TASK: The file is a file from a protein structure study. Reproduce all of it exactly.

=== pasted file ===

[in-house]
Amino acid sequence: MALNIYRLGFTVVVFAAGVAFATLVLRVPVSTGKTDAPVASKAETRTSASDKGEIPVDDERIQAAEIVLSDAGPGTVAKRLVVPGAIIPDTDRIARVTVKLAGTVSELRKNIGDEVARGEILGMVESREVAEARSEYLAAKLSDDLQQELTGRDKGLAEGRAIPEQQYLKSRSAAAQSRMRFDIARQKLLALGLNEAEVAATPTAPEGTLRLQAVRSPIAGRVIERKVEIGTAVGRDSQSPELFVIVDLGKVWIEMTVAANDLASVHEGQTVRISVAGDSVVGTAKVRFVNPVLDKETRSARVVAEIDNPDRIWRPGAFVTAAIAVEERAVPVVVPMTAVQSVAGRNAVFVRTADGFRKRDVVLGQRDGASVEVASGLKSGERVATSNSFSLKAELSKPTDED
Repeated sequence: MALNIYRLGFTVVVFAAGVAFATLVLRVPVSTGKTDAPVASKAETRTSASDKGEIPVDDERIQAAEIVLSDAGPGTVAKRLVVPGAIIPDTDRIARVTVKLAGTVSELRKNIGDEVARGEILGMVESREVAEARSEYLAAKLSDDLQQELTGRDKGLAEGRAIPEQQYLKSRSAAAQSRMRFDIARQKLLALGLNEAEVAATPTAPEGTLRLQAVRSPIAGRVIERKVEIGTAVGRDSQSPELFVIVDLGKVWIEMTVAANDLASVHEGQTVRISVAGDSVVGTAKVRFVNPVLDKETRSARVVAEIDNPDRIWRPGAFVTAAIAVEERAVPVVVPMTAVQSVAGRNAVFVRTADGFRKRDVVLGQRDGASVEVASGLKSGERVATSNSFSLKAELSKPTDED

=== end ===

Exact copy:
[in-house]
Amino acid sequence: MALNIYRLGFTVVVFAAGVAFATLVLRVPVSTGKTDAPVASKAETRTSASDKGEIPVDDERIQAAEIVLSDAGPGTVAKRLVVPGAIIPDTDRIARVTVKLAGTVSELRKNIGDEVARGEILGMVESREVAEARSEYLAAKLSDDLQQELTGRDKGLAEGRAIPEQQYLKSRSAAAQSRMRFDIARQKLLALGLNEAEVAATPTAPEGTLRLQAVRSPIAGRVIERKVEIGTAVGRDSQSPELFVIVDLGKVWIEMTVAANDLASVHEGQTVRISVAGDSVVGTAKVRFVNPVLDKETRSARVVAEIDNPDRIWRPGAFVTAAIAVEERAVPVVVPMTAVQSVAGRNAVFVRTADGFRKRDVVLGQRDGASVEVASGLKSGERVATSNSFSLKAELSKPTDED
Repeated sequence: MALNIYRLGFTVVVFAAGVAFATLVLRVPVSTGKTDAPVASKAETRTSASDKGEIPVDDERIQAAEIVLSDAGPGTVAKRLVVPGAIIPDTDRIARVTVKLAGTVSELRKNIGDEVARGEILGMVESREVAEARSEYLAAKLSDDLQQELTGRDKGLAEGRAIPEQQYLKSRSAAAQSRMRFDIARQKLLALGLNEAEVAATPTAPEGTLRLQAVRSPIAGRVIERKVEIGTAVGRDSQSPELFVIVDLGKVWIEMTVAANDLASVHEGQTVRISVAGDSVVGTAKVRFVNPVLDKETRSARVVAEIDNPDRIWRPGAFVTAAIAVEERAVPVVVPMTAVQSVAGRNAVFVRTADGFRKRDVVLGQRDGASVEVASGLKSGERVATSNSFSLKAELSKPTDED